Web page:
The Hong Kong Journalists Association published our annual Press Freedom Index in April. Of the maximum of 100, the general public gave an average 47.1 points to the city’s press freedom in the last 12 months, down by 0.9 points from the previous year. It is the lowest score since the survey was launched in 2013. 73 per cent of journalists who responded said press freedom had gone backwards. The survey shows most journalists and members of the public said pressure from the central government is the major factor that undermines press freedom. Other factors are self-censorship and pressure from media proprietors.
True, cases of Hong Kong journalists being sent to jail in Hong Kong and the mainland were rare in the past decades. But the room for press freedom and speech freedom is shrinking as China under Xi Jinping has become more assertive of its power and influence in view of growing paranoid about threats to his leadership and the nation’s interests. That is manifested clearly in a spate of recent controversies, including the Victor Mallet’s visa case and another case that involved a Chinese writer-in-exile Ma Jian. Ma was invited to attend two talks at an annual international literature festival at Tai Kwun art space in November. One was about his new book, China Dream, which is a satire echoing Xi’s talk of “China Dream.” On the eve of the talks, the organisers were told the Tai Kwun art space was no longer available because its senior management said they did not want to provide a place for people to promote their political interests. No elaboration was given. The cancellation cause a stir in the society. Arts and journalists groups fear it was a blatant case of self-censorship. The venue provider later reversed their decision on the ground that Ma Jian has said on his arrival he has no plan to talk about politics.
The Ma Jian case says a lot about the growing fears about the problem of self-censorship within some circles such as media and arts and society at large in view of the China factor. Media in Hong Kong is more vulnerable because of their ownership. On its face, most of the media outlets are owned by private investors. They are run on commercial rules. But there is concern that owners of half of the current media outlets have close political and business ties with the mainland Chinese authorities. They are more vulnerable to pressure from Beijing behind the scenes and may give orders on what their editorial staff should or should not cover.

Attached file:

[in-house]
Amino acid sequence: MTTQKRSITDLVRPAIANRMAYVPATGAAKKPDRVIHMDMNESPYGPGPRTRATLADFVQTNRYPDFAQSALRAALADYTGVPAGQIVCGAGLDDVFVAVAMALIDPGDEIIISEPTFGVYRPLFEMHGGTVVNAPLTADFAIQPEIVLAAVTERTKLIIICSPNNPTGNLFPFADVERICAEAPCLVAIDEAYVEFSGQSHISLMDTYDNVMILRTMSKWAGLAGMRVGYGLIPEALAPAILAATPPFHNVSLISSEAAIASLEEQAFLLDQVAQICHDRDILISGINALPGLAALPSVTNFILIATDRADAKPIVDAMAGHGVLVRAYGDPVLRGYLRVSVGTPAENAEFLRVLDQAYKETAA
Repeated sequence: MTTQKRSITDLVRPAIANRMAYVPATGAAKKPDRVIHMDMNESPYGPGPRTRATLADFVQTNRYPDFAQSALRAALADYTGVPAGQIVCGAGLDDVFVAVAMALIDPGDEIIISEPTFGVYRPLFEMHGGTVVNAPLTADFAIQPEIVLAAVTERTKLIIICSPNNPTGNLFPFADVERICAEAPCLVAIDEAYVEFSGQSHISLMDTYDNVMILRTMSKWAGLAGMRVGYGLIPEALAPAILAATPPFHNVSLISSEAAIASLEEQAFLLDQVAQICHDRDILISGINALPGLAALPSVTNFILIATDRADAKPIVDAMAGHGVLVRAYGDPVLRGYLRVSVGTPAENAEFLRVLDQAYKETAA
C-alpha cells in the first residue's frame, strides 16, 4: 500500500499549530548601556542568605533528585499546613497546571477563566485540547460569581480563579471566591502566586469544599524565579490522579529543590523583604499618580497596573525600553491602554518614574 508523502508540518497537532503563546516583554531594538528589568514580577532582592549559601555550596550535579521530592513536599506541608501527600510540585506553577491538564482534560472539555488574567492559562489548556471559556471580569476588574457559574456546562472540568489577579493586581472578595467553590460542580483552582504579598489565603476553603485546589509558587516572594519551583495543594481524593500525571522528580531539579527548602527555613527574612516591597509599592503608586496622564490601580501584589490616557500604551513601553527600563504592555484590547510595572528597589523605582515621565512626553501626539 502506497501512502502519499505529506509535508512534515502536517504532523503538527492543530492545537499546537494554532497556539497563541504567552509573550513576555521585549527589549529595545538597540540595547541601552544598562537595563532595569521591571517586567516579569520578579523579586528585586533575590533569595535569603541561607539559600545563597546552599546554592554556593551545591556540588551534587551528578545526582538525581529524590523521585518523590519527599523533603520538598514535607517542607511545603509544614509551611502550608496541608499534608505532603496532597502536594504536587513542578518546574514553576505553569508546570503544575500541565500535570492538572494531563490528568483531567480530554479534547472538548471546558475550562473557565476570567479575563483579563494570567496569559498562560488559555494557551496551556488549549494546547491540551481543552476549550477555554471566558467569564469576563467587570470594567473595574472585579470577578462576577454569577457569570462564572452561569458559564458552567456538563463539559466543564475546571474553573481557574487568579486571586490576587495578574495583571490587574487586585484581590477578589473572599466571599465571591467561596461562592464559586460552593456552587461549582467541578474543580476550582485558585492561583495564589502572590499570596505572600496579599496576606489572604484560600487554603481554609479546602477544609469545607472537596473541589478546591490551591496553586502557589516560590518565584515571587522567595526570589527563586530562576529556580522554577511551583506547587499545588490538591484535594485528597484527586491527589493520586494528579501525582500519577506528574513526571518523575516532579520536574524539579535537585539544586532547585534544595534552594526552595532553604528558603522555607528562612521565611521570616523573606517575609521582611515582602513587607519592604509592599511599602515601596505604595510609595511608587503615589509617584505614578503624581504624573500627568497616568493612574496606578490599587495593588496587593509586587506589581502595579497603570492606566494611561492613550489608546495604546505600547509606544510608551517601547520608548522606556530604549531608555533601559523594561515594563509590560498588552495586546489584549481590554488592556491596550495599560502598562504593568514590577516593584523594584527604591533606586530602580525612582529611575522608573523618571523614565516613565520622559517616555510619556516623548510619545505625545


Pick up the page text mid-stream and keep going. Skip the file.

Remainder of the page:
The growth of China’s so-called “sharp power” has become a growing concern in Western countries. In Hong Kong, cases of merger and acquisitions of Hong Kong media by Beijing and its followers have caused concerns. Through merger and acquisitions, the new media bosses may decide on the business practices, resources allocations and personnel appointments, which would affect manpower resources and coverage of stories and priority of content. Journalists fear the media sector will become increasingly “dyed in red colour,” which means influence by red communist China.
Independent media struggling
The China factor is also behind the shrinking surviving space of independent media deemed unfriendly by Beijing. The Apple Daily and Next Magazine owned by businessman Jimmy Lai’s Next Digital Limited is a case in point. They have faced advertising boycotts by big local and mainland companies for years. Rumour has it been that some independent online media, including CitizenNews, of which I am a co-founder, are on the list of targets of online advertising ban by businesses friendly to China. CitizenNews was founded by a group of veteran journalists in 2017. We were driven by a sense of unease, verging on crisis, about the media scene and the broader shrinking freedom environment. We rely on public donations and subscription to fund our operation. Like a few other online media outlets founded by journalists, we are facing a string of difficulties similar to those independent media outlets in South Korea and Japa. One major difficulty is to find a sustainable source of revenue. The culture of readers paying for content has not yet established firmly and broadly in our society. The overall picture is gloomy. One sign of hope is that people cherish and understand the vital importance of independent media in exercising checks and balances on the power and the rich. They cherish Hong Kong as a free and clean society with rule of law and adherence to the truth. We firmly believe a free and independent Hong Kong media is also good for China.
That is also the source of strength and inspiration for journalists in Hong Kong for us to brace against the wind, which is the theme slogan of our Association’ 50th anniversary this year.
I started with George Orwell. Let me close by also quoting from 1984. “There was truth and there was untruth, and if you clung to the truth even against the whole world, you were not mad.” Journalists cannot agree more with the importance of truth. The truth, however, is that the business of seeking truth, telling truth from half-truth and lies, in journalism is getting more tough. Some say those who go for journalism these days must be mad. But let’s stay mad, and hold on to seeking the truth and telling it without fear, without favour.